Development, Culture, and the Units of Inheritance.James Griesemer - 2000 - Philosophy of Science 67 (3):368.
    Developmental systems theory (DST) expands the unit of replication from genes to whole systems of developmental resources, which DST interprets in terms of cycling developmental processes. Expansion seems required by DST's argument against privileging genes in evolutionary and developmental explanations of organic traits. DST and the expanded replicator brook no distinction between biological and cultural evolution. However, by endorsing a single expanded unit of inheritance and leaving the classical molecular notion of gene intact, DST achieves only a nominal reunification of (...)
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  37. added 2017-01-18
    A Mechanical Model for the Formation of Vascular Networks in Vitro.D. Manoussaki, S. R. Lubkin, R. B. Vemon & J. D. Murray - 1996 - Acta Biotheoretica 44 (3-4):271-282.
    Endothelial cells, when cultured on gelled basement membrane matrix exert forces of tension through which they deform the matrix and at the same time they aggregate into clusters. The cells eventually form a network of cord-like structures connecting cell aggregates. In this network, almost all of the matrix has been pulled underneath the cell cords and cell clusters. This phenomenon has been proposed as a possible model for the growth and development of planar vascular systems in vitro. Our hypothesis is (...)
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  38. added 2017-01-18
    Stochastic Development of Cell Populations Under Non-Homogeneous Conditions.MiloŠ Jílek - 1975 - Acta Biotheoretica 24 (3-4):108-119.
    Studies on the development of cell populations are often based on results of the theory of stochastic birth- and death-processes (continuous or discrete (seee.g. references inVogel, Niewisch &Matioli (1969), in some cases, death may be interpreted not as actual death of the cell bute.g. as a recruitment of the cell considered into another cell compartment, etc.). It is usually assumed that the conditions for the development are homogeneous,i.e. that the probabilities of births and deaths are independent on the time. However, (...)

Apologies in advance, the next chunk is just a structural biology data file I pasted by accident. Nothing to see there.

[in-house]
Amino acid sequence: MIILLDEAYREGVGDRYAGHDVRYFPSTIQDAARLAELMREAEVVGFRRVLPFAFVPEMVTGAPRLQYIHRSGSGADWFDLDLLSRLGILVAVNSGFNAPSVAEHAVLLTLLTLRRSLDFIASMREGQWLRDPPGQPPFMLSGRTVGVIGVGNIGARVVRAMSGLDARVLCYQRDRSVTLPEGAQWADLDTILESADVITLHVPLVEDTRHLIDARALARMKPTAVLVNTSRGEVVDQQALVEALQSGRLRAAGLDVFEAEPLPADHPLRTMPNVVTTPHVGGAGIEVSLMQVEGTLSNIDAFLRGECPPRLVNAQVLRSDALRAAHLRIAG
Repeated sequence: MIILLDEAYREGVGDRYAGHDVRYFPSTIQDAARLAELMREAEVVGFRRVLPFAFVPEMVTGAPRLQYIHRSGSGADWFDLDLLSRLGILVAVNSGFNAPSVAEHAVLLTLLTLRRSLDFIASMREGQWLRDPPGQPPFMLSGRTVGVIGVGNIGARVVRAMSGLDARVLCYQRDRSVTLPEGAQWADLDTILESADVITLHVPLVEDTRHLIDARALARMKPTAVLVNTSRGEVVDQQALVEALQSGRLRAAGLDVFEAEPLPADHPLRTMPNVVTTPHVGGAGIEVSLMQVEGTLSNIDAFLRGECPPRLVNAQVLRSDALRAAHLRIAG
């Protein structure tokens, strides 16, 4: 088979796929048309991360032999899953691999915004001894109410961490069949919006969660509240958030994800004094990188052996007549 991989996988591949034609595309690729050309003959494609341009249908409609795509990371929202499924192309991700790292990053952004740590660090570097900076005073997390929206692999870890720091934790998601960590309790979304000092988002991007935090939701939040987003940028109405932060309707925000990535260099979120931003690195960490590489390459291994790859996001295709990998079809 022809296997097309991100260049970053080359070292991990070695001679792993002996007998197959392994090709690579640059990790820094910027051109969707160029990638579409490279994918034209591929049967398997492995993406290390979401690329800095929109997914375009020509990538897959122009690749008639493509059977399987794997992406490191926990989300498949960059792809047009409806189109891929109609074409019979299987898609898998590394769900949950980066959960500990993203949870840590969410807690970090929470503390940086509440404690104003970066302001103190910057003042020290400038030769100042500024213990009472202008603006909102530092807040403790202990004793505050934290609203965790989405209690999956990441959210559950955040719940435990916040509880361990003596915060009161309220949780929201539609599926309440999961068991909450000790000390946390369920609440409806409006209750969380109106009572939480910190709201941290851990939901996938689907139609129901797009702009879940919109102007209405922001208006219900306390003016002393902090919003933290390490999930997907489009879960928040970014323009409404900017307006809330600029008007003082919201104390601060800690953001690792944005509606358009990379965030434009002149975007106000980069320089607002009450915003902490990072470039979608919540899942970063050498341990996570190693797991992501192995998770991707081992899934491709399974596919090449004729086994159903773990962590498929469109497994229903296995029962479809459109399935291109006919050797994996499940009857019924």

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  39. added 2017-01-16
    Our Plastic Nature.Paul E. Griffiths - 2011 - In Snait Gissis & Eva Jablonka (eds.), Transformations of Lamarckism: From Subtle Fluids to Molecular Biology. MIT Press. pp. 319--330.
    This chapter analyzes the notion of human nature and the concept of inner nature from the perspective of developmental systems theory. It explores the folkbiology of human nature and looks at three features associated with traits that are expressions of the inner nature that organisms inherit from their parents: fixity, typicality, teleology.
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  40. added 2017-01-16
    Introduction: What is Developmental Systems Theory?Susan Oyama, Paul Griffiths & Russell D. Gray - 2001 - In Susan Oyama, Paul Griffiths & Russell D. Gray (eds.), Cycles of Contingency: Developmental Systems and Evolution. MIT Press. pp. 1-11.
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  41. added 2017-01-16
    Developmental Systems and Evolutionary Explanation.P. E. Griffiths & R. D. Gray - 1994 - Journal of Philosophy 91 (6):277-304.
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  42. added 2017-01-15
    The Role of Self-Organization in Developmental Systems Theory and the Neo-Darwinian Theory of Evolution.Anouk Barberousse - 2010 - Biological Theory 5 (3):202-205.
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  43. added 2017-01-15
    The Organism in Developmental Systems Theory.Thomas Pradeu - 2009 - Biological Theory 5 (3):216-222.
    In this article, I address the question of what Developmental Systems Theory aims at explaining. I distinguish two lines of thought in DST, one that deals specifically with development and tries to explain the development of the individual organism, and the other that presents itself as a reconceptualization of evolution and tries to explain the evolution of populations of developmental systems. I emphasize that, despite the claim of the contrary by DST proponents, there are two very different definitions of the (...)
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  44. added 2017-01-15
    On Griffiths and Gray’s Concept of Expanded and Diffused Inheritance.Francesca Merlin - 2007 - Biological Theory 5 (3):206-215.